Corn: Net sales of 290,700 MT for 2013/14 were up 14 percent from the previous week, but down 12 percent from the prior four-week average. Increases were reported for Mexico (129,800 MT), Japan (90,600 MT, including 49,000 MT switched from unknown destinations and decreases of 10,200 MT), the Netherlands (66,000 MT, including 60,000 MT switched from unknown destinations), South Korea (62,800 MT, including 60,000 MT switched from unknown destinations and decreases of 2,300 MT), Saudi Arabia (62,100 MT, including 55,600 MT switched from unknown destinations) and Portugal (53,900 MT, including 55,000 MT switched from Spain and decreases of 1,100 MT). Decreases were reported for unknown destinations (182,500 MT), Spain (55,000 MT), Egypt (39,400 MT) and Venezuela (25,000 MT). Net sales of 474,700 MT for 2014/15 were reported primarily for unknown destinations (224,800 MT), Japan (67,100 MT), Guatemala (59,600 MT), El Salvador (59,500 MT) and Mexico (59,000 MT). Exports of 909,500 MT were down 16 percent from the previous week and 18 percent from the prior four-week average. The primary destinations were South Korea (193,000 MT), Egypt (156,600 MT), Mexico (135,100 MT), Japan (78,900 MT), the Netherlands (66,000 MT), Saudi Arabia (64,100 MT) and Colombia (62,000 MT). Optional Origin Sales: For 2013/14, outstanding optional origin sales total 55,000 MT, all South Korea. Export Adjustments: Accumulated exports to Spain were adjusted down 66,000 MT for week ending June 19, 2014. This shipment was reported twice.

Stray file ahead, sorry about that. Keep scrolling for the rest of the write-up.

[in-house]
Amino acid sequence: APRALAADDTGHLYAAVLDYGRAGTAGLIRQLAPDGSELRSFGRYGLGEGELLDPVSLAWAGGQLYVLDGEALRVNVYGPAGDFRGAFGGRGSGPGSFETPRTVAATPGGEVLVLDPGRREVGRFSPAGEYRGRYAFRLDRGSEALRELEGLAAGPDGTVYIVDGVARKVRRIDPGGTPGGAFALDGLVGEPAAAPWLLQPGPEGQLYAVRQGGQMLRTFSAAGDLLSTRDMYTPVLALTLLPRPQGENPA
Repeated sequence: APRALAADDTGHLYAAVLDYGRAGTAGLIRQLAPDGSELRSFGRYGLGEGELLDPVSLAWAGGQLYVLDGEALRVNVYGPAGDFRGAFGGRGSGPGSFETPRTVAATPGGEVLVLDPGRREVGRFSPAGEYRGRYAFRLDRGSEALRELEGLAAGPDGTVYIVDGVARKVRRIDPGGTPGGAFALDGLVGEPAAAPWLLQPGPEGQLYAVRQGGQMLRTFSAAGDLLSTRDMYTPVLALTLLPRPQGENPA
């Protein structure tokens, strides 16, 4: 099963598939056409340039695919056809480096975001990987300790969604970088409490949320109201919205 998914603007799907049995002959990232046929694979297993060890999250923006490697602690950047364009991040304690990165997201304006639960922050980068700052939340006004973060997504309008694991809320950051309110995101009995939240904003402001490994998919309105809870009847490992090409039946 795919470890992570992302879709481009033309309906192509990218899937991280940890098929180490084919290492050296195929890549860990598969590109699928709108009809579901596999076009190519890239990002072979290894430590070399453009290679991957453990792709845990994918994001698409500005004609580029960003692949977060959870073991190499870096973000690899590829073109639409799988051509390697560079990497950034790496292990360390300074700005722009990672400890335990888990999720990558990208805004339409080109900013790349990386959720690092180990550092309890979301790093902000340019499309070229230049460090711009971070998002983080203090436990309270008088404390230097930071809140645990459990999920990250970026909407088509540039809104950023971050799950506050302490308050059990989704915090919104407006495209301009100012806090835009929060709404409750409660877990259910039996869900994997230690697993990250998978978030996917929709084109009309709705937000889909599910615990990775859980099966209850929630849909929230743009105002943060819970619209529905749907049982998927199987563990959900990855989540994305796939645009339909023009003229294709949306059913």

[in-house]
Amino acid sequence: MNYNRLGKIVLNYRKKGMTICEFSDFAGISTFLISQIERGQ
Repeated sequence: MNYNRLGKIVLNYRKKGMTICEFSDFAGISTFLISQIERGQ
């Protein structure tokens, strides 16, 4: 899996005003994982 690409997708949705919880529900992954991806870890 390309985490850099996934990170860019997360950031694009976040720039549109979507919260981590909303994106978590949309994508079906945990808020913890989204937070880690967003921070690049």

Barley: Net sales of 1,100 MT for 2014/1015 were reported for Taiwan (1,000 MT) and South Korea (100 MT). Exports of 500 MT were reported to South Korea. 

Sorghum: Net sales of 60,900 MT for 2013/14 were reported for unknown destinations (58,000 MT) and China (2,900 MT). Net sales of 58,000 MT for 2014/15 were reported for unknown destinations. Exports of 1,700 MT were reported to China. 

6. Distillers Dried Grains with Solubles (DDGS)

DDGS Comments: DDGS trading has been slow this week as market participants, who were waiting on the results of Monday’s USDA data, decided to continue waiting due to the reports’ bearish contents that continue to drive prices lower. DDGS buyers will stand back so long as corn prices appear to be headed lower. Domestic buyers are the largest consumers of DDGS, and their restrained action has resulted in domestic bulk rates of DDGS declining by as much as $20/MT in two days.

The price of containerized DDGS in the export market suddenly dropped an additional $6.00/MT for shipment out through September. The containerized export rate of DDGS did not drop as dramatically as the domestic bulk rates because increased competition for containers to specific destinations can partly offset the reduction in DDGS prices. Demand growth is occurring as lower prices encourage domestic and foreign buyers to increase the percentage of DDGS within feed rations.